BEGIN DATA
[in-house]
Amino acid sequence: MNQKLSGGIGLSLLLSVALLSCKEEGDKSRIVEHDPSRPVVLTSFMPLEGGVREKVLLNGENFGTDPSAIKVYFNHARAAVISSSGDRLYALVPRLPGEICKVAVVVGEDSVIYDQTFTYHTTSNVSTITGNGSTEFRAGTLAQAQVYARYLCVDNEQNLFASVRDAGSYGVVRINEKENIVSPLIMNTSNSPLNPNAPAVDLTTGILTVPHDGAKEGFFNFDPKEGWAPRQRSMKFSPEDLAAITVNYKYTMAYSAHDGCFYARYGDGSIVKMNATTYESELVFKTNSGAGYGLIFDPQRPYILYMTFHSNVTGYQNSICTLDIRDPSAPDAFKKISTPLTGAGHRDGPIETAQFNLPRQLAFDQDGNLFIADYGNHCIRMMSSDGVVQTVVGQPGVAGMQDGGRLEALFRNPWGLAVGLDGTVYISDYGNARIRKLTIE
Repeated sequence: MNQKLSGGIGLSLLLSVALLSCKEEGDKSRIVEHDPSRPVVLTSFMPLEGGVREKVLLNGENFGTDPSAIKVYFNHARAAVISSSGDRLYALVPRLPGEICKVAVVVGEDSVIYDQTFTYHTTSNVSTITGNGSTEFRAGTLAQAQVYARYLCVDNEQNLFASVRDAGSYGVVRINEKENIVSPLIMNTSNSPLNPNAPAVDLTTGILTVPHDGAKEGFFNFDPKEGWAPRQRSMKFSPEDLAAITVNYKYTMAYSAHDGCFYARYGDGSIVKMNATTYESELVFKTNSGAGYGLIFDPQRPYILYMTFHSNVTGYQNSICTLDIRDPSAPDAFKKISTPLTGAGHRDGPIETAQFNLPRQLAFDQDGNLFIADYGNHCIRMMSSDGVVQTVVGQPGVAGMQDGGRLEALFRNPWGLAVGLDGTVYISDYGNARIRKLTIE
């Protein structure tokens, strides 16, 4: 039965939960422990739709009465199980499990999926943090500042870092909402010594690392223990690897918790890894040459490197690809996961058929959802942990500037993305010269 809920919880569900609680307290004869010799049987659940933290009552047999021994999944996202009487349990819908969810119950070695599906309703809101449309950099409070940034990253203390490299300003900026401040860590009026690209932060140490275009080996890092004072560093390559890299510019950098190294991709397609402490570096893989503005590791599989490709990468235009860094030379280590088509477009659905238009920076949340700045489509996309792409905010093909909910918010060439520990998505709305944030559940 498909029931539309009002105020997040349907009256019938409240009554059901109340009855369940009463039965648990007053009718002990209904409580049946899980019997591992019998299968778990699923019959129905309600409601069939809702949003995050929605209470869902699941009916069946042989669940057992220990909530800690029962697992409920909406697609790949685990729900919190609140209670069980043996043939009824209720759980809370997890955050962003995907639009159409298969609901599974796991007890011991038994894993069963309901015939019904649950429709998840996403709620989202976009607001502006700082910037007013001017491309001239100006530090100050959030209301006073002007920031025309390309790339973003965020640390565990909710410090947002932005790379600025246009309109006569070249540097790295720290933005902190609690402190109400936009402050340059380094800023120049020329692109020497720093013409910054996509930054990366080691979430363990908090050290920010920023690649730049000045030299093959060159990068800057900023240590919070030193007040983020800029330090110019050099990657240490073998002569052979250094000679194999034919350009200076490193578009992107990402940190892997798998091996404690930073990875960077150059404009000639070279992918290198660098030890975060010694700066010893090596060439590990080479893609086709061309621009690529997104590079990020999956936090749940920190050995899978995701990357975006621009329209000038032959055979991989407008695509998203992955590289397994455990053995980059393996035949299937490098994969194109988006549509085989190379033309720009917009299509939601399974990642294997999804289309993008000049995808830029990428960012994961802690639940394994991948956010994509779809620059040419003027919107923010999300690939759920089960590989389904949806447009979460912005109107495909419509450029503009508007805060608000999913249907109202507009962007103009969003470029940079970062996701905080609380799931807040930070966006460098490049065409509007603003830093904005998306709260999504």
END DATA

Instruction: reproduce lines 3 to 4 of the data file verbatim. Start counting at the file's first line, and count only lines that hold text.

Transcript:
Repeated sequence: MNQKLSGGIGLSLLLSVALLSCKEEGDKSRIVEHDPSRPVVLTSFMPLEGGVREKVLLNGENFGTDPSAIKVYFNHARAAVISSSGDRLYALVPRLPGEICKVAVVVGEDSVIYDQTFTYHTTSNVSTITGNGSTEFRAGTLAQAQVYARYLCVDNEQNLFASVRDAGSYGVVRINEKENIVSPLIMNTSNSPLNPNAPAVDLTTGILTVPHDGAKEGFFNFDPKEGWAPRQRSMKFSPEDLAAITVNYKYTMAYSAHDGCFYARYGDGSIVKMNATTYESELVFKTNSGAGYGLIFDPQRPYILYMTFHSNVTGYQNSICTLDIRDPSAPDAFKKISTPLTGAGHRDGPIETAQFNLPRQLAFDQDGNLFIADYGNHCIRMMSSDGVVQTVVGQPGVAGMQDGGRLEALFRNPWGLAVGLDGTVYISDYGNARIRKLTIE
């Protein structure tokens, strides 16, 4: 039965939960422990739709009465199980499990999926943090500042870092909402010594690392223990690897918790890894040459490197690809996961058929959802942990500037993305010269 809920919880569900609680307290004869010799049987659940933290009552047999021994999944996202009487349990819908969810119950070695599906309703809101449309950099409070940034990253203390490299300003900026401040860590009026690209932060140490275009080996890092004072560093390559890299510019950098190294991709397609402490570096893989503005590791599989490709990468235009860094030379280590088509477009659905238009920076949340700045489509996309792409905010093909909910918010060439520990998505709305944030559940 498909029931539309009002105020997040349907009256019938409240009554059901109340009855369940009463039965648990007053009718002990209904409580049946899980019997591992019998299968778990699923019959129905309600409601069939809702949003995050929605209470869902699941009916069946042989669940057992220990909530800690029962697992409920909406697609790949685990729900919190609140209670069980043996043939009824209720759980809370997890955050962003995907639009159409298969609901599974796991007890011991038994894993069963309901015939019904649950429709998840996403709620989202976009607001502006700082910037007013001017491309001239100006530090100050959030209301006073002007920031025309390309790339973003965020640390565990909710410090947002932005790379600025246009309109006569070249540097790295720290933005902190609690402190109400936009402050340059380094800023120049020329692109020497720093013409910054996509930054990366080691979430363990908090050290920010920023690649730049000045030299093959060159990068800057900023240590919070030193007040983020800029330090110019050099990657240490073998002569052979250094000679194999034919350009200076490193578009992107990402940190892997798998091996404690930073990875960077150059404009000639070279992918290198660098030890975060010694700066010893090596060439590990080479893609086709061309621009690529997104590079990020999956936090749940920190050995899978995701990357975006621009329209000038032959055979991989407008695509998203992955590289397994455990053995980059393996035949299937490098994969194109988006549509085989190379033309720009917009299509939601399974990642294997999804289309993008000049995808830029990428960012994961802690639940394994991948956010994509779809620059040419003027919107923010999300690939759920089960590989389904949806447009979460912005109107495909419509450029503009508007805060608000999913249907109202507009962007103009969003470029940079970062996701905080609380799931807040930070966006460098490049065409509007603003830093904005998306709260999504």